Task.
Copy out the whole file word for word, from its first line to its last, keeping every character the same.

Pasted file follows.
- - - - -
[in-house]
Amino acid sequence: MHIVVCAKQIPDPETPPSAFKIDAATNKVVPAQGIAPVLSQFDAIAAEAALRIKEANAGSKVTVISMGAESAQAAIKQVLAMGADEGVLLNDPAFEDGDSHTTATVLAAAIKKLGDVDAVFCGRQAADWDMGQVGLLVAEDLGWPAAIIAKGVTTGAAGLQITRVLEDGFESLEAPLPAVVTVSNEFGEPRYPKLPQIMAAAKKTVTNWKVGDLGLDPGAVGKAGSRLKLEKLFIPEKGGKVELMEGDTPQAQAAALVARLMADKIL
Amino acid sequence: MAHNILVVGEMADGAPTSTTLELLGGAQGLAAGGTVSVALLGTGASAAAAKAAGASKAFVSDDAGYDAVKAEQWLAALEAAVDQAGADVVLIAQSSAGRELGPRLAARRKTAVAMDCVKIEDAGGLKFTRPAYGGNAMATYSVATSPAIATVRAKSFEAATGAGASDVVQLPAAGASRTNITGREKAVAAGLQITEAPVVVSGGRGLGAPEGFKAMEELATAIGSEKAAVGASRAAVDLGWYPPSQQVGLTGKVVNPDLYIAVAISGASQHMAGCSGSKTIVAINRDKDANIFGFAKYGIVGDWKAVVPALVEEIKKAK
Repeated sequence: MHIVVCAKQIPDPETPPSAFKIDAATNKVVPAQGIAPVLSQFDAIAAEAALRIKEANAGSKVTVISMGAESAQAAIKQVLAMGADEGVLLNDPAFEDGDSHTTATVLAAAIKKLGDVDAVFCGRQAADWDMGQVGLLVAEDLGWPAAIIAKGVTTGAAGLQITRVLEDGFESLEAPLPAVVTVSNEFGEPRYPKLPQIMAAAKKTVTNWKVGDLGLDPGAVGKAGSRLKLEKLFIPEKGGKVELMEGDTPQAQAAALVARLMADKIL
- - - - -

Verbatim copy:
[in-house]
Amino acid sequence: MHIVVCAKQIPDPETPPSAFKIDAATNKVVPAQGIAPVLSQFDAIAAEAALRIKEANAGSKVTVISMGAESAQAAIKQVLAMGADEGVLLNDPAFEDGDSHTTATVLAAAIKKLGDVDAVFCGRQAADWDMGQVGLLVAEDLGWPAAIIAKGVTTGAAGLQITRVLEDGFESLEAPLPAVVTVSNEFGEPRYPKLPQIMAAAKKTVTNWKVGDLGLDPGAVGKAGSRLKLEKLFIPEKGGKVELMEGDTPQAQAAALVARLMADKIL
Amino acid sequence: MAHNILVVGEMADGAPTSTTLELLGGAQGLAAGGTVSVALLGTGASAAAAKAAGASKAFVSDDAGYDAVKAEQWLAALEAAVDQAGADVVLIAQSSAGRELGPRLAARRKTAVAMDCVKIEDAGGLKFTRPAYGGNAMATYSVATSPAIATVRAKSFEAATGAGASDVVQLPAAGASRTNITGREKAVAAGLQITEAPVVVSGGRGLGAPEGFKAMEELATAIGSEKAAVGASRAAVDLGWYPPSQQVGLTGKVVNPDLYIAVAISGASQHMAGCSGSKTIVAINRDKDANIFGFAKYGIVGDWKAVVPALVEEIKKAK
Repeated sequence: MHIVVCAKQIPDPETPPSAFKIDAATNKVVPAQGIAPVLSQFDAIAAEAALRIKEANAGSKVTVISMGAESAQAAIKQVLAMGADEGVLLNDPAFEDGDSHTTATVLAAAIKKLGDVDAVFCGRQAADWDMGQVGLLVAEDLGWPAAIIAKGVTTGAAGLQITRVLEDGFESLEAPLPAVVTVSNEFGEPRYPKLPQIMAAAKKTVTNWKVGDLGLDPGAVGKAGSRLKLEKLFIPEKGGKVELMEGDTPQAQAAALVARLMADKIL